The second EGM is DEE-22, dated May 21, 2003 entitled, Petroleum Bulk Storage Inspection Enforcement Policy. A civil penalty schedule is attached to this EGM. The penalty schedule identifies provisions of 6 NYCRR parts 612, 613 and 614; lists potential violations associated with these regulatory provisions; and recommends a penalty range associated with each potential violation.

Depending on the type of violation, the guidance recommends assessing civil penalties either on a per tank basis or for the entire facility. Although none of the potential violations of 6 NYCRR parts 612 and 613 listed in the guidance are identified as "continuous," the duration of a violation and its continuous nature may be considered aggravating factors in calculating the appropriate civil penalty. With respect to violations of 6 NYCRR 612.2(d) and 613.9(c), the EGM is silent. For similar violations (see e.g. 6 NYCRR 613.9[b] - tanks not permanently closed), however, the PBS Penalty Schedule attached to DEE-22 recommends a civil penalty ranging from $500 to $5,000 per tank, with an average civil penalty of $2,000 per tank.

In Matter of Edson J. Martin (Order of the Commissioner, August 17, 1992), the Commissioner considered violations of 6 NYCRR 612.2(d) and 613.9(c) and other provisions of 6 NYCRR parts 612 and 613. The Commissioner accepted the ALJ's determination that separate violations of the two notification requirements at 6 NYCRR 612.2(d) and 613.9(c) resulted from a single act. For these and other violations, the Commissioner assessed a total civil penalty of $10,000. Neither the Hearing Report nor the Order apportioned the civil penalty among the various violations. Therefore, it cannot be determined from Martin whether the Commissioner assessed separate civil penalties for the violations of 6 NYCRR 612.2(d) and 613.9(c). The discussion that follows outlines various options that the Commissioner may consider in determining the appropriate civil penalty in this case.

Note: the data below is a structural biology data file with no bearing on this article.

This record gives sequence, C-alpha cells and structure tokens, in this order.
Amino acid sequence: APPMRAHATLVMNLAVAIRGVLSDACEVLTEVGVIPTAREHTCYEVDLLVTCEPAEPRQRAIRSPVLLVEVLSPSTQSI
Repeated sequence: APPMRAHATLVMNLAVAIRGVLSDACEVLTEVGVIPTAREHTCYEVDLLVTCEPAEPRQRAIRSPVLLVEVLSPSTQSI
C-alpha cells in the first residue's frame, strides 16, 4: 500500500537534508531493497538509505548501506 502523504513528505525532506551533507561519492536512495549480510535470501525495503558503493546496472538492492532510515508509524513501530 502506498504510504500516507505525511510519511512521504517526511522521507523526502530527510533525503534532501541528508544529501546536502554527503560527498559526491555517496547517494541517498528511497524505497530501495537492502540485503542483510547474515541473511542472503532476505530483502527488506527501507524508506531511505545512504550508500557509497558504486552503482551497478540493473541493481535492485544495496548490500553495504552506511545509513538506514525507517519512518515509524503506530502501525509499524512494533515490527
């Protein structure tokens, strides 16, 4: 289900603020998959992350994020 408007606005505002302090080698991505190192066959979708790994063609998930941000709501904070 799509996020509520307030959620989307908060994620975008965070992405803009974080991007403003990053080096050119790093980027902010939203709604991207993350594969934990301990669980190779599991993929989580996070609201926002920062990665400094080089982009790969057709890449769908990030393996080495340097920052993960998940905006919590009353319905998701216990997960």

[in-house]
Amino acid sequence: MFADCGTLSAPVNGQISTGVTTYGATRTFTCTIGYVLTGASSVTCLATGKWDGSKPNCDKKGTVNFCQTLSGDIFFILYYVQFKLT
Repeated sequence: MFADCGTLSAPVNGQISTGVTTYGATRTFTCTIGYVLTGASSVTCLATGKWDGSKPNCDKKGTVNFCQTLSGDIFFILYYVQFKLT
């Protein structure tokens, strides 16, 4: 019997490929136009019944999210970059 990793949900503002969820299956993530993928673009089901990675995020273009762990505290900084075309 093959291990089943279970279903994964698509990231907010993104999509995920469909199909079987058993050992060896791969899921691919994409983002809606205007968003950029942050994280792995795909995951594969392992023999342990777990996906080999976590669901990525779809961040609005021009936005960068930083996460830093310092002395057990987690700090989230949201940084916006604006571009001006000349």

A. Number of Violations

Facility owners must notify the Department 30 days prior to substantially modifying a facility (see 6 NYCRR 612.2[d]), or permanently closing a tank or facility (see 6 NYCRR 613.9[c]). In addition, the notice requirement in 6 NYCRR 613.9(c) expressly refers to the requirements in 6 NYCRR 612.2(d), which relates to substantial modifications. 6 NYCRR 612.2(d) states that, "[w]ithin thirty (30) days prior to substantially modifying a facility, the owner must notify the department of such modification on forms supplied by the department." The term, "substantially modified facility," is defined at 6 NYCRR 612.1(c)(27) and includes the permanent closure of a stationary tank or a leaking storage tank. Therefore, by operation of regulation, tank closures are substantial modifications. Although Department Staff made a prima facie showing that Respondents did not comply with both 6 NYCRR 612.2(d) and 613.9(c), there is a question whether the Commissioner may assess separate civil penalties given the similarity of the notice requirements in the two regulatory provisions.